Book review: 'Paige' is emotional new volume in Newport Ladies Book Club series
Falling gracefully into life as a single Mormon mom following a caustic divorce is not easy. A new home, a new state and a new ward can’t erase bitter memories or fill the hole left by anger and betrayal.
But that is the stage Whitney award-winning author Annette Lyon has set for her characters in the new novel, “Paige,” the third volume in the Newport Ladies Book Club series. Each book in the series is written by a different author and each becomes a member of a book club. Each woman is at a different place in her life and has emotional and family challenges. "Olivia" and "Daisy" were published earlier this year and "Athena" is scheduled to be released later this year.
Paige is mother to two young rambunctious boys. Needing a fresh start, she uprooted her little family from their Utah home and tumbled to California. As she tentatively steps into her new life, she feels broken and out of place.
After starting a new job, Paige begins dating a focused young lawyer named Derryl who dotes on her but does not share her religious beliefs as a member of "The Church of Jesus Christ of Latter-day Saints. She also accidentally stumbles onto true friends by joining the book club introduced in the previous Newport Ladies Book Club novels. These relationships help her explore her own heart and see that there is more to her than she imagined.
As Paige searches to find herself amidst the stress of being a newly single, working mother she must decide who she can really trust to help her become the woman she wants to be.
This book is intriguing. While the story isn’t a surprise — Paige has been a player in the two previous Newport Ladies Book Club novels — the details and influences in Paige’s life paint a deeper and more textured picture of her personality.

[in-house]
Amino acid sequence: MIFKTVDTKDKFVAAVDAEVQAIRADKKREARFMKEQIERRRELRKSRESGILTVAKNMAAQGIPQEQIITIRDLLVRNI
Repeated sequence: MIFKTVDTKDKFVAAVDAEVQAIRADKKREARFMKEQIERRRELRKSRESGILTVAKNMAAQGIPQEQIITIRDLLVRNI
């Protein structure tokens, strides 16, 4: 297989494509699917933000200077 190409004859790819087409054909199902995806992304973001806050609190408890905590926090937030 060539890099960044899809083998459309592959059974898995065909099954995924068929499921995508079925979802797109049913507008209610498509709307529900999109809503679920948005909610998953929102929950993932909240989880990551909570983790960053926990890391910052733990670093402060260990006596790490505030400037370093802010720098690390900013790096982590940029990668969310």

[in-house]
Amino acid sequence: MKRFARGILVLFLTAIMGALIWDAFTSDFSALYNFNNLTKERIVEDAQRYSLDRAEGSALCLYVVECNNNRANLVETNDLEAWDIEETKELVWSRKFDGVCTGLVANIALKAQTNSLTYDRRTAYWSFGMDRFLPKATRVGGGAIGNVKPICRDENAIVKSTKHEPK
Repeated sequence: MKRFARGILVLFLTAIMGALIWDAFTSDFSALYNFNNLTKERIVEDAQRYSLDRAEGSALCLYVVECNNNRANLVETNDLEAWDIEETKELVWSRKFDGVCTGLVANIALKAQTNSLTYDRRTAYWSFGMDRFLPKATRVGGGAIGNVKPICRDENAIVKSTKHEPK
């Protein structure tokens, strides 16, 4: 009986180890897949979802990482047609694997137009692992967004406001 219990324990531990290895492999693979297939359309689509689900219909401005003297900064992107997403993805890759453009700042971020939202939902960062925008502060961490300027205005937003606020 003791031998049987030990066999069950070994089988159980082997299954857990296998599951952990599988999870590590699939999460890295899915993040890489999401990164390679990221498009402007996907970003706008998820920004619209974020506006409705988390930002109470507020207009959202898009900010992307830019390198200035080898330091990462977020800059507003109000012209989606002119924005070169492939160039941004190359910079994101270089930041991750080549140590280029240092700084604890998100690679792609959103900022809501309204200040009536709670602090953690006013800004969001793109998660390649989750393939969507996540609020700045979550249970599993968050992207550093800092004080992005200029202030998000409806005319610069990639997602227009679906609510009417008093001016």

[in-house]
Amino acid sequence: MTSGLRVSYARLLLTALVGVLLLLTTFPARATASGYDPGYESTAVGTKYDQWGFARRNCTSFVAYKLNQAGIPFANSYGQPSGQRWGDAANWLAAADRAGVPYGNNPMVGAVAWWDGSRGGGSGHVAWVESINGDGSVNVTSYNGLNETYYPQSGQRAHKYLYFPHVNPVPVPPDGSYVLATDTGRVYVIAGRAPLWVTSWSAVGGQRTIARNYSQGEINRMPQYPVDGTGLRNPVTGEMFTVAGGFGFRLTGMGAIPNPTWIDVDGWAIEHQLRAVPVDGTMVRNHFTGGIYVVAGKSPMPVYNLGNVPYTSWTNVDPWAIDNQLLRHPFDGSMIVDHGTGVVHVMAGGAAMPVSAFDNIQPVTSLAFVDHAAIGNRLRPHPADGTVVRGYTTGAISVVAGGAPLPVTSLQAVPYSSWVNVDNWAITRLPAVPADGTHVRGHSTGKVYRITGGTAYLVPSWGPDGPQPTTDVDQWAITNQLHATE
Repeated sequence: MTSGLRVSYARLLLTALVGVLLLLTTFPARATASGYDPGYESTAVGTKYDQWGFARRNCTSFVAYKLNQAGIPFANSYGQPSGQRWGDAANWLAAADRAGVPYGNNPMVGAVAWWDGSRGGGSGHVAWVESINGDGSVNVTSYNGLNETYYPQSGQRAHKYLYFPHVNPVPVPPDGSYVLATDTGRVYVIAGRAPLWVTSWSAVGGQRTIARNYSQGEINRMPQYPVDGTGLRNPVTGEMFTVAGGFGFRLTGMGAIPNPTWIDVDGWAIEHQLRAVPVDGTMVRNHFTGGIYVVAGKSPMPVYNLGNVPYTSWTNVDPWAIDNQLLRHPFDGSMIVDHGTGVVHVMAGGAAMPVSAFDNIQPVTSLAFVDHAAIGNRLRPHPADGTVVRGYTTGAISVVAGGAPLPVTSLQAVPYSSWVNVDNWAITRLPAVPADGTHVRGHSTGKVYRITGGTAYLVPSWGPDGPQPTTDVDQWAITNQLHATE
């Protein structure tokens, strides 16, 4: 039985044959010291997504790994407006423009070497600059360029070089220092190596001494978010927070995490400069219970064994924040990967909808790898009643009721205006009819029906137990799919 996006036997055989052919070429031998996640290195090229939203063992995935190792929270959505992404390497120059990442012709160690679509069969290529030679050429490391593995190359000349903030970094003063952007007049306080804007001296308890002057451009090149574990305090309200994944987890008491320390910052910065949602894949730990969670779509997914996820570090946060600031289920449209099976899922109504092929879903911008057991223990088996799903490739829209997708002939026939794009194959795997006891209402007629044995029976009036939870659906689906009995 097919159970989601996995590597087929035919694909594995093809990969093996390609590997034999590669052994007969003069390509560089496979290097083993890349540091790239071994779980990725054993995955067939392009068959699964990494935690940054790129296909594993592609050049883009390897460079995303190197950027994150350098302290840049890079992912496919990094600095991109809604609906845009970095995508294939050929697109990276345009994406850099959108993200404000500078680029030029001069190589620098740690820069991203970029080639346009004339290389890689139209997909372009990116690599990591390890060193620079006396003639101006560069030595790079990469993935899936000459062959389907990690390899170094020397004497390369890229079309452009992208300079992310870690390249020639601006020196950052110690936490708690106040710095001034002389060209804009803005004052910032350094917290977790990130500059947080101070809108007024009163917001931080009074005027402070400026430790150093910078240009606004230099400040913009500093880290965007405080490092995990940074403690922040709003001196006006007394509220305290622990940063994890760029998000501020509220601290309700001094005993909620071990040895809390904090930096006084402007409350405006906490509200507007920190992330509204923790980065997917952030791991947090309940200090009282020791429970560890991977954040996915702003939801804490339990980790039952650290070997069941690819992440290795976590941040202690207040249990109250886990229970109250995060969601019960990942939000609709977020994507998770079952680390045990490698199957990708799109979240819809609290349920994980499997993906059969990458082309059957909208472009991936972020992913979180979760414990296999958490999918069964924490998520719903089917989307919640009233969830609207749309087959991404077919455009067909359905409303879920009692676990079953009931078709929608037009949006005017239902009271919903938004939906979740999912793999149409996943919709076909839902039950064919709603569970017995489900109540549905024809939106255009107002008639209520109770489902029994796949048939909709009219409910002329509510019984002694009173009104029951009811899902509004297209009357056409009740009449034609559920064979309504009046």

In “Paige,” Lyon has created characters that are both endearing and infuriating and woven them tightly with the characters previously introduced in the series. Paige and Derryl are easy to love as are Paige’s sweet sons, while Paige’s ex-husband and new wife fill the quasi-villain roles beautifully.
The book drips with emotional uncertainty and doubt, but it also engages readers in tender moments that pull at the heart strings. The scenes involving Paige’s ex and his children are painful, while Paige’s perplexed and almost reluctant dabbling in new opportunities brings the turmoil of her circumstances to life.
Although the book draws readers through the events of Paige’s life, it is really her underlying search to find herself outside the labels of wife and mother that propels the story.
Melissa DeMoux is a stay-at-home mother of six young children who lives in West Valley City. Her email is firstname.lastname@example.org and she blogs about her adventures in motherhood at demouxfamily.blogspot.com.
- When Satan steals your motherhood
- Profane, award-winning 'Book of Mormon'...
- Wright Words: Idaho woman learns to...
- Gay marriage debate is changing how Americans...
- Actress Leah Remini criticized after...
- Some LDS missionaries coming home from...
- Carmen Rasmusen Herbert: Good friends are...
- LDS Church History Symposium presenter...
- Temple tax: European court rules LDS... 98
- Gay marriage debate is changing how... 74
- Profane, award-winning 'Book of Mormon'... 47
- When Satan steals your motherhood 41
- Family of BYU student hit by car say... 40
- Wright Words: Idaho woman learns to... 35
- Defending the Faith: Where is Mount Sinai? 24
- 'Son of God' is strong on production,... 20